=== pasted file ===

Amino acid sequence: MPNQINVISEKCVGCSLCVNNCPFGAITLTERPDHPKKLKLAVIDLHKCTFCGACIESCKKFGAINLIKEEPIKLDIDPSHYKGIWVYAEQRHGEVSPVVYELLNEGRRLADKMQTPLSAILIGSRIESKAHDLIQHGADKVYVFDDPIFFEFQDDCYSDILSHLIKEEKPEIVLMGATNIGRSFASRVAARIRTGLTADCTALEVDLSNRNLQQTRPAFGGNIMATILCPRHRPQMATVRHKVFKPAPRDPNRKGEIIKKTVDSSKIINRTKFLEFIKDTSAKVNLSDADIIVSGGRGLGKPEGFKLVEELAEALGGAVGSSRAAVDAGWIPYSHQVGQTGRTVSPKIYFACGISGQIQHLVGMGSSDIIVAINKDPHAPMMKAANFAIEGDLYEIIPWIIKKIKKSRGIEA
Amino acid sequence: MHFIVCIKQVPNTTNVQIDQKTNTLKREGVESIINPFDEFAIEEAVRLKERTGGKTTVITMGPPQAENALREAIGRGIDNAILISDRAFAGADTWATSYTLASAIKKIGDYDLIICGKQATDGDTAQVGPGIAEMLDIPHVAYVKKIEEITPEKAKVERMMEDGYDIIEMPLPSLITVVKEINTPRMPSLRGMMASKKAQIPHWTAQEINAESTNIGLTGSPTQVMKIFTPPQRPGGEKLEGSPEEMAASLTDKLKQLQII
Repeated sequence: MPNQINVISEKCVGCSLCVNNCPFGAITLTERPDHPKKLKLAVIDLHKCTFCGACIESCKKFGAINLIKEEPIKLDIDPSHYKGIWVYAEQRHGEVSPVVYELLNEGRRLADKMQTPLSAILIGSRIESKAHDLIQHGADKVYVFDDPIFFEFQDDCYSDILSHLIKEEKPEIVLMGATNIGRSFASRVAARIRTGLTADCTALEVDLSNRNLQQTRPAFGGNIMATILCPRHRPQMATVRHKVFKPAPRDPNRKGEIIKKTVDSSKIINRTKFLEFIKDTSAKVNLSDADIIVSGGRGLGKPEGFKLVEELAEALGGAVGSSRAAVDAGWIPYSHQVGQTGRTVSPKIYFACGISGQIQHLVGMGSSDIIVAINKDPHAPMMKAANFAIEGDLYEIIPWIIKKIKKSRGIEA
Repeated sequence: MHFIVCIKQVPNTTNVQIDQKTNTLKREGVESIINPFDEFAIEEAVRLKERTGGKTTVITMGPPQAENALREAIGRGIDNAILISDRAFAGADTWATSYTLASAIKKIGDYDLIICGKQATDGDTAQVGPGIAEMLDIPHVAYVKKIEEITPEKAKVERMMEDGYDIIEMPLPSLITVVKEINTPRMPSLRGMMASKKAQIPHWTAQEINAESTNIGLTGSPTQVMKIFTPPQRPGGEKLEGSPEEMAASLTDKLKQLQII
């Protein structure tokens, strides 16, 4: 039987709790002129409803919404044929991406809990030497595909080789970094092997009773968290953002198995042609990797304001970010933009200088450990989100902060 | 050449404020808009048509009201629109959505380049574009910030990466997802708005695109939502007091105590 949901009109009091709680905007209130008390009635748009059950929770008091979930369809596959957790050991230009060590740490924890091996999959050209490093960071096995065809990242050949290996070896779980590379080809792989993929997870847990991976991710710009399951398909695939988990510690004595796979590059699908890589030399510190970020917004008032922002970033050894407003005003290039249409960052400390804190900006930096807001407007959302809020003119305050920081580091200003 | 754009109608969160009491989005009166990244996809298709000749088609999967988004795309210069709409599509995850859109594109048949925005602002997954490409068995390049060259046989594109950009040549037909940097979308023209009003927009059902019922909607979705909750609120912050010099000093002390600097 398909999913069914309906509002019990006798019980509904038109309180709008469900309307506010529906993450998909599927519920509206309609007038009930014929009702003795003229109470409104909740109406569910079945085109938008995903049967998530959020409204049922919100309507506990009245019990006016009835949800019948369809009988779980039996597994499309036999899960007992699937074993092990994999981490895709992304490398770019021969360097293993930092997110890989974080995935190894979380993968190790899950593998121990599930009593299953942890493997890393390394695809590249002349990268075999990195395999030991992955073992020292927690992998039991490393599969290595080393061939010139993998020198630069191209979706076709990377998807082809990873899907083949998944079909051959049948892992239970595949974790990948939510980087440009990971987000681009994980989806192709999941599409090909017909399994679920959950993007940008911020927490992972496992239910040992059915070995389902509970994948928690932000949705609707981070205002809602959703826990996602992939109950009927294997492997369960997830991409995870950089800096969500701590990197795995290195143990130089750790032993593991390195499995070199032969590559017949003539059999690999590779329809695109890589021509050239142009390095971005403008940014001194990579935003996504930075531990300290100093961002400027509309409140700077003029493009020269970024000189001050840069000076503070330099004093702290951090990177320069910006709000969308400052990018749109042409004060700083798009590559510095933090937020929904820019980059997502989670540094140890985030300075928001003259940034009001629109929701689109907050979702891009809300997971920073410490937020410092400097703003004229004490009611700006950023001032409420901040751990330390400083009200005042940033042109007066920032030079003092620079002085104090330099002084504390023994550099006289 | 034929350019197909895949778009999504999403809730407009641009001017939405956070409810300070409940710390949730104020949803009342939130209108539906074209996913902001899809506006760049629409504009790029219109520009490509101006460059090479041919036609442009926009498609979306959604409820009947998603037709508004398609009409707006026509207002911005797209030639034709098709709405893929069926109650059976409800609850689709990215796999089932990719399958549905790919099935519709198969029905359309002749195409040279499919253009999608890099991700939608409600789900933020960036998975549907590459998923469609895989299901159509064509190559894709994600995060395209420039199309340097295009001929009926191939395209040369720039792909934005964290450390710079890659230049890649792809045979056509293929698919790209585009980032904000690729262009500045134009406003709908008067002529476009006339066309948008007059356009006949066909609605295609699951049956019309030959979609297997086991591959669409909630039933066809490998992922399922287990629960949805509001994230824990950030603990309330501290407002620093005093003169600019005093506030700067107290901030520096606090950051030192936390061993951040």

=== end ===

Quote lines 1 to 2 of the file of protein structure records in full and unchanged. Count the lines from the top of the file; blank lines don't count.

Amino acid sequence: MPNQINVISEKCVGCSLCVNNCPFGAITLTERPDHPKKLKLAVIDLHKCTFCGACIESCKKFGAINLIKEEPIKLDIDPSHYKGIWVYAEQRHGEVSPVVYELLNEGRRLADKMQTPLSAILIGSRIESKAHDLIQHGADKVYVFDDPIFFEFQDDCYSDILSHLIKEEKPEIVLMGATNIGRSFASRVAARIRTGLTADCTALEVDLSNRNLQQTRPAFGGNIMATILCPRHRPQMATVRHKVFKPAPRDPNRKGEIIKKTVDSSKIINRTKFLEFIKDTSAKVNLSDADIIVSGGRGLGKPEGFKLVEELAEALGGAVGSSRAAVDAGWIPYSHQVGQTGRTVSPKIYFACGISGQIQHLVGMGSSDIIVAINKDPHAPMMKAANFAIEGDLYEIIPWIIKKIKKSRGIEA
Amino acid sequence: MHFIVCIKQVPNTTNVQIDQKTNTLKREGVESIINPFDEFAIEEAVRLKERTGGKTTVITMGPPQAENALREAIGRGIDNAILISDRAFAGADTWATSYTLASAIKKIGDYDLIICGKQATDGDTAQVGPGIAEMLDIPHVAYVKKIEEITPEKAKVERMMEDGYDIIEMPLPSLITVVKEINTPRMPSLRGMMASKKAQIPHWTAQEINAESTNIGLTGSPTQVMKIFTPPQRPGGEKLEGSPEEMAASLTDKLKQLQII